Software development used to be somewhat of an art. The agile/DevOps revolution is slowly turning it into an industrialized process. So, why not look at it from that perspective? I would argue that the development of new functionality is like a supply chain. It responds to a demand (the availability of a certain functionality) by creating, testing, releasing and deploying a piece of software that delivers the required functionality, and in doing so allows the business to fulfill the demand.
If we take for granted that the response to the demand needs to be fast, then agile and DevOps need to work hand in hand. They are no longer two different concepts that occasionally operate in parallel, but two sides of the same coin. So, why keep different names? I’d suggest that, in a supply chain spirit, we call it BusDevOps, getting the business people, developers and operations closely working together towards a common objective: to quickly address the needs of the market.
Let’s add lean thinking and review this BusDevOps process in terms of removing waste (Muda). From the 7 wastes recognized in manufacturing, four are relevant to software development:
· Waiting. The time a developer is waiting for the provisioning of an environment, the operator is waiting for an installation to be finalized; these are examples of wasted time, time during which the developer or operator could perform other tasks.
· Motion (in the context of software development). I’m thinking about motion every time a piece of work is handed over to somebody else to be performed. As this requires the person to be instructed on what needs to be done and why, time is lost, and again that is waste.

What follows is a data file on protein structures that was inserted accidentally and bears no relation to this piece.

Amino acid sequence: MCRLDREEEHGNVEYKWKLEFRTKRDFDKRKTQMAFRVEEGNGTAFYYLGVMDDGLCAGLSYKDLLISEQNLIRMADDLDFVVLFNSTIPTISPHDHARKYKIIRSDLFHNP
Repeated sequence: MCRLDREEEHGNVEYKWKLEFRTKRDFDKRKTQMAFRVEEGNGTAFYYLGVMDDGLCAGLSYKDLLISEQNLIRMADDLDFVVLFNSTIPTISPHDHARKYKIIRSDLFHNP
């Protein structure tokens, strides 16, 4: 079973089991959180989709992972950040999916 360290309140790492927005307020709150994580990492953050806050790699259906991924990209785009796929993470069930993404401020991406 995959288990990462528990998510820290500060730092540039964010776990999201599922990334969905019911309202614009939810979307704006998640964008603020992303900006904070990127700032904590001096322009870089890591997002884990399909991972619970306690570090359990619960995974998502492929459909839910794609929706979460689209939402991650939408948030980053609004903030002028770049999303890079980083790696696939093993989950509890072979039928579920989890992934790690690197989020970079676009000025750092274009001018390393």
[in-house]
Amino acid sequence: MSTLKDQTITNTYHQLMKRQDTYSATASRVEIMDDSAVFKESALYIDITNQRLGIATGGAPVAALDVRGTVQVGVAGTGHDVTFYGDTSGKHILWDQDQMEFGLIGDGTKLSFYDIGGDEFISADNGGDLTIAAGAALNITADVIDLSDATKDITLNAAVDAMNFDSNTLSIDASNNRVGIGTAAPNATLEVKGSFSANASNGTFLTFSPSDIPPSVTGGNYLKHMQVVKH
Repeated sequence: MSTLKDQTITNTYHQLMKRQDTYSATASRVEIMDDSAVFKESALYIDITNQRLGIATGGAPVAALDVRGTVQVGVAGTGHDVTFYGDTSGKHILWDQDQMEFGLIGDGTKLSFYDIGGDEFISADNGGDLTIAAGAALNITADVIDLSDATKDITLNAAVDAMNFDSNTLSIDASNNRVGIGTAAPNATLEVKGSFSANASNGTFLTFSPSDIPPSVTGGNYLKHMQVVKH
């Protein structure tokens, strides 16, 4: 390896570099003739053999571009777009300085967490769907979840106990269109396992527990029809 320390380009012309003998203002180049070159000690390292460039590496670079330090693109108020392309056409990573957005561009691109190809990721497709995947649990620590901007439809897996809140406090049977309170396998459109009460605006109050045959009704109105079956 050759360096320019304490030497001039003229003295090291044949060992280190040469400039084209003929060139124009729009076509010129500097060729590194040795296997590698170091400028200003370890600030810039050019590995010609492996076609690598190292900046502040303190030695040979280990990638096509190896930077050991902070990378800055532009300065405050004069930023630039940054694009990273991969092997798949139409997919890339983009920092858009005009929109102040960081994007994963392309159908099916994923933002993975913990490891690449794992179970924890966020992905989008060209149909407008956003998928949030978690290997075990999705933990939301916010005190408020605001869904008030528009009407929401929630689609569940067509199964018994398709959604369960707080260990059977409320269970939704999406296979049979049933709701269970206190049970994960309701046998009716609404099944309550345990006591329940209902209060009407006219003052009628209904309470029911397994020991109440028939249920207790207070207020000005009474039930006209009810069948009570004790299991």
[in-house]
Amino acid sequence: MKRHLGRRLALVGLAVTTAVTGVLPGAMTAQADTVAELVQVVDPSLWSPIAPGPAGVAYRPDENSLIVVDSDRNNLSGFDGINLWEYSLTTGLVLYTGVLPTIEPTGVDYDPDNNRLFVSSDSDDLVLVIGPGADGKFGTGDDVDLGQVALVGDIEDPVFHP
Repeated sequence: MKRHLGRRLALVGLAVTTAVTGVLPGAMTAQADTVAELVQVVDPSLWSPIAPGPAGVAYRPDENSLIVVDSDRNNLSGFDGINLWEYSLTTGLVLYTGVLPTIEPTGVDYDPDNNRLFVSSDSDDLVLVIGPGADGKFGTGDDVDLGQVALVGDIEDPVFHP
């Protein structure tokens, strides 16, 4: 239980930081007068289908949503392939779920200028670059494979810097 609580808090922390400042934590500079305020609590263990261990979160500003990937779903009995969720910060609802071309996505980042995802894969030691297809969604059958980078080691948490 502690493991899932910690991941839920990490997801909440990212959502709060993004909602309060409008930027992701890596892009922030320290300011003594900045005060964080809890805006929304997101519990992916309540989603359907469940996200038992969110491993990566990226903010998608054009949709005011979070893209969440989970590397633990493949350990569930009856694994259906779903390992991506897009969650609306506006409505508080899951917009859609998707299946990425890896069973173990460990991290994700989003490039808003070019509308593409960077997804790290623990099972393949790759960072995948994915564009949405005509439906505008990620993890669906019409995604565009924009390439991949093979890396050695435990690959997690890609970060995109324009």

· Rework. The later a problem is found in a software module the more complex it is to fix. Automated testing facilitates the thorough testing in early phases in the development, reducing rework down the line.
· Over Processing. This one is interesting. In manufacturing it relates to the use of inappropriate techniques or equipment, the use of too tight tolerances, performing processes not required by the customer etc. In software development we occasionally overcomplicate things, such as using technologies that may be an overkill. What’s good enough, should be our key question.
Go through your BusDevOps process and review where you have waste. You may want to remove it. To do so, you may want to go as far as using Kanban (or Just In Time) techniques to make waste visible.
BusDevOps and the Digital Enterprise
As companies evolve to digital, as they embrace the new style of business, business and IT need ever increasing integration to respond to the evolving needs of the market. BusDevOps is a key element in IT adding value to the process, and frankly, avoiding increasingly IT literate business people to develop their own solutions behind the back of IT.
Increasing the speed to market, reducing waste, and standardizing deployments are all elements that help companies become more responsive to change while reducing costs. Taking a true BusDevOps approach enables this, combining the best of agile with DevOps. Do you agree?
This article was first published on CloudSource in January 2016